Nantgarw Road, Caerphilly, CF83 3FB
A Vatican II-era church by Thomas Price on a plan designed to facilitate full and active participation in the liturgy. Architecturally it owes something to the churches of Basil Spence and Gerard Goalen. The interior was re-ordered in 2002, with the introduction of a number of artworks by Caroline Mackenzie. The site was originally given by the Marquess of Bute, and is well located between Caerphilly Castle and Morgan Jones Park.
There was no regular Mass held in Caerphilly until 1913, although the Fathers of Charity (Rosminians) at St Peter’s in Cardiff did occasionally offer Mass at the Market Hall. In 1913 the first resident priest was appointed, the Rev. Alfred Cuthbert Knight; he was a Rosminian, who had been responsible for the building of a number of churches in the area. He resided at Pwllypant House, where two rooms with a sliding partition were used as a chapel.
On 14 October 1913 there was a huge explosion at the Universal Colliery in Senghenydd, about four miles north of Caerphilly; 440 men were killed, including about 40 from the Catholic community. Soon afterwards a Catholic chapel was established at Senghenydd, appropriately dedicated to All Souls (Senghenydd became an independent parish in 1929; All Souls church is now closed and has been converted to flats, called Sanctuary Court). Fr Knight was followed by a number of Breton Benedictines under the leadership of the Rev. Paul Saillaur. They were recalled to France in 1921, at which point the Rev. Norbert James was appointed parish priest. He took on the lease of the temporary school in Trethomas, a corrugated iron building in Navigation Street, to serve as a Catholic church. Fr Alfred Winsborough succeeded Fr James in November 1930 and set about establishing a permanent church in the centre of Caerphilly. He closed Pwllypant House, took up residence in a local hotel and rented Virginia Hall, a dance hall, for use as a temporary Mass centre. In time he was able to purchase a site opposite Caerphilly Castle on Nantgarw Road, but in the event exchanged this with the Marquess of Bute for a three-acre site intended for part of what became Morgan Jones Park. Lord Bute also presented The Grove, a house within the castle grounds (which was demolished and the materials used for the construction of the church) and arranged for local unemployed men to work on the restoration of the castle, which was described in The Tablet as ‘the largest medieval ruin in Europe’. It was reported that 92% of the population of Caerphilly were unemployed at this time; their labour was also used for the building of the church, which seated 400, and a parish hall and school. Archbishop Mostyn of Cardiff opened the church, dedicated to St Helen, on 28 April 1934 (the park opened in the same year).
The first church was in use for thirty-one years before being replaced by the present building, designed by Thomas Price of F. R. Bates, Son & Price to seat 450, which was opened by the Archbishop of Cardiff on 3 September 1965. The contractors were Messrs Cyril Williams. The church was designed on modern liturgical principles, to facilitate active participation in the liturgy, with a wide and fan-like arrangement of seating arrangement on three sides of the sanctuary. An early photograph shows the original appearance of the sanctuary, with communion rails and gates and an altar placed forward of the east wall (but not yet allowing for celebration of the Mass versus populum), with suspended canopy above.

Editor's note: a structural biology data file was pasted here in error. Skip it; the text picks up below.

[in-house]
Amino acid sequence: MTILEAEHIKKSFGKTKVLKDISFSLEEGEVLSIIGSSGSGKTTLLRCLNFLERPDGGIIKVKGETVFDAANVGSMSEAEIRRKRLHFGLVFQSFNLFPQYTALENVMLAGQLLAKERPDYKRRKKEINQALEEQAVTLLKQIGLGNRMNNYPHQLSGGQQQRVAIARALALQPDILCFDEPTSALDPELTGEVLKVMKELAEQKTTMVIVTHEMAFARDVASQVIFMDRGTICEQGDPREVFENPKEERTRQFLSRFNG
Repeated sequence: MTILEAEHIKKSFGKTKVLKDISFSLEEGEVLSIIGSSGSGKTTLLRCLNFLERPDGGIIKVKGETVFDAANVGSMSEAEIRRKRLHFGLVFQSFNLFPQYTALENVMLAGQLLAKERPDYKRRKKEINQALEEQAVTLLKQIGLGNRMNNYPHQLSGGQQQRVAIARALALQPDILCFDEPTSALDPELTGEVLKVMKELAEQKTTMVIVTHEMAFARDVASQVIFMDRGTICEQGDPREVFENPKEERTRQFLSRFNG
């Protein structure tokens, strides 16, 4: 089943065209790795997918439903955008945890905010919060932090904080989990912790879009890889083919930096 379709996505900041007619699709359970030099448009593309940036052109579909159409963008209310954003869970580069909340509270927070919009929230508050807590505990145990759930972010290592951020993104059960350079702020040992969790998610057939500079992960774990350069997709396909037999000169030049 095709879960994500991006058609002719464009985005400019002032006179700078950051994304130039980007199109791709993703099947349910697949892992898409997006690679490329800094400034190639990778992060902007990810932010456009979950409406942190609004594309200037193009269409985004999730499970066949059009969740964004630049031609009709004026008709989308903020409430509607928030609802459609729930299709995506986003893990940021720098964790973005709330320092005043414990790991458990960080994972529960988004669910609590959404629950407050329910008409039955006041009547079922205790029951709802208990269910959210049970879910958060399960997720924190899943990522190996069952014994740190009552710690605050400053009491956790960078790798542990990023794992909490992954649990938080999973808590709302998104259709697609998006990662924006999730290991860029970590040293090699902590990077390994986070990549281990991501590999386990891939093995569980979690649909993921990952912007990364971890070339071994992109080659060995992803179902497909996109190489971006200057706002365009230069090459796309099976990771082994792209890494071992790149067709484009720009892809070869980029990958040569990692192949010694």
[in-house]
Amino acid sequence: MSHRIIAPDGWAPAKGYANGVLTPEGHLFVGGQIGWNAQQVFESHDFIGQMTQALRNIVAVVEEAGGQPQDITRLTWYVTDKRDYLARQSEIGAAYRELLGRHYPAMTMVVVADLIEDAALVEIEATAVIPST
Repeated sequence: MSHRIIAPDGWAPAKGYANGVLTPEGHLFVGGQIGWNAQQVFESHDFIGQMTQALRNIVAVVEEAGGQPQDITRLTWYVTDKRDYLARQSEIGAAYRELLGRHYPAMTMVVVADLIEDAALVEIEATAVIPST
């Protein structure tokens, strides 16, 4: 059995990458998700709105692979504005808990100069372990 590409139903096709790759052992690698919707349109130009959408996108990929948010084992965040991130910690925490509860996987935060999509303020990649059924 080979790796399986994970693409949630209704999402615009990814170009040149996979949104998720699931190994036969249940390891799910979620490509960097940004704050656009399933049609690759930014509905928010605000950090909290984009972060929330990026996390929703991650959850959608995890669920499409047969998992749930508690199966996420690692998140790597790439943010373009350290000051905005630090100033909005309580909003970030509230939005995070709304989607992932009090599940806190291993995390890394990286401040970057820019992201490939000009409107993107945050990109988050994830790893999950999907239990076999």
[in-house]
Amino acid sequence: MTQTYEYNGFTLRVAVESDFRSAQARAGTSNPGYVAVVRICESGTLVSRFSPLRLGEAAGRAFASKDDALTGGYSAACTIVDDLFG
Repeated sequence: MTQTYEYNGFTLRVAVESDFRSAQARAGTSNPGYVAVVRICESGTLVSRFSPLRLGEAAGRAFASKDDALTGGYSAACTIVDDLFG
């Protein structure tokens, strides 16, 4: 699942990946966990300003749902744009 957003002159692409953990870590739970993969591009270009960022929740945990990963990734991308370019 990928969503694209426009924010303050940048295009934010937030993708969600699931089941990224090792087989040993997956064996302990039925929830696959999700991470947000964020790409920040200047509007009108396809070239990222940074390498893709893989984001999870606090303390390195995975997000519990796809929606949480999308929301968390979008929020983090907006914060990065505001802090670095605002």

In 1999 the church was reordered, with the addition of a number of furnishings by the artist Caroline Mackenzie.
The building is broadly T-shaped on plan, with tapering sides that allow for concentration of seating around three sides of the altar. It is of steel framed construction, with walls of painted render over brick. It has a sprawling, shallow pitched roof, a flat-roofed entrance porch with baptistery at the front and sacristies to the rear. The windows are tall slit windows with aluminium frames, staggered and side-lit on either side of the sanctuary. A recent metalwork dedication sign beside the entrance bears the name St Helen’s and a cross with Lamb of God detail.
The interior is broad and light, with the steel framing exposed. There are clear and red leaded glass panels throughout, with angular lead patterns typical of Price’s work. The focus is on the sanctuary, with seating arranged on three sides and the staggered windows of the transepts directing light towards it. The sanctuary is stepped and semi-hexagonal. The altar is of aggregate marble and has a textile frontal designed by Caroline Mackenzie. Beyond is a carved stone pillar tabernacle (also by Mackenzie) incorporating four shapes symbolising the four elements; its gilded door has a low relief repoussé-work image of the Risen Christ and the Burning Bush. The pillar tabernacle is set beneath a gabled timber canopy (the original canopy over the altar does not survive). Either side are two carved oak reliefs depicting (from left to right) the Nativity, Three Women and an Angel at the Empty Tomb, the Grievers, and the Good Samaritan, all by Mackenzie.
On axis with the altar, the baptistery retains its original metal gates but is now used as an office. Price’s font, of aggregate marble and incorporating a mosaic with Holy Spirit motif, is now on the presbytery lawn. To the south is a Lady Chapel and to the north a Sacred Heart chapel, now used for children’s liturgy. The Lady Chapel has a modern wooden statue of Our Lady set on a plinth and a large modern painting by Kate Seymour, Natalie Gordine, and Kelly Hoggins entitled The Soul (installed in 2000). There are a number of banners, including one from All Souls, Senghenydd.
Architect: F. R. Bates, Son & Price
Original Date: 1965
Conservation Area: No
Listed Grade: Not Listed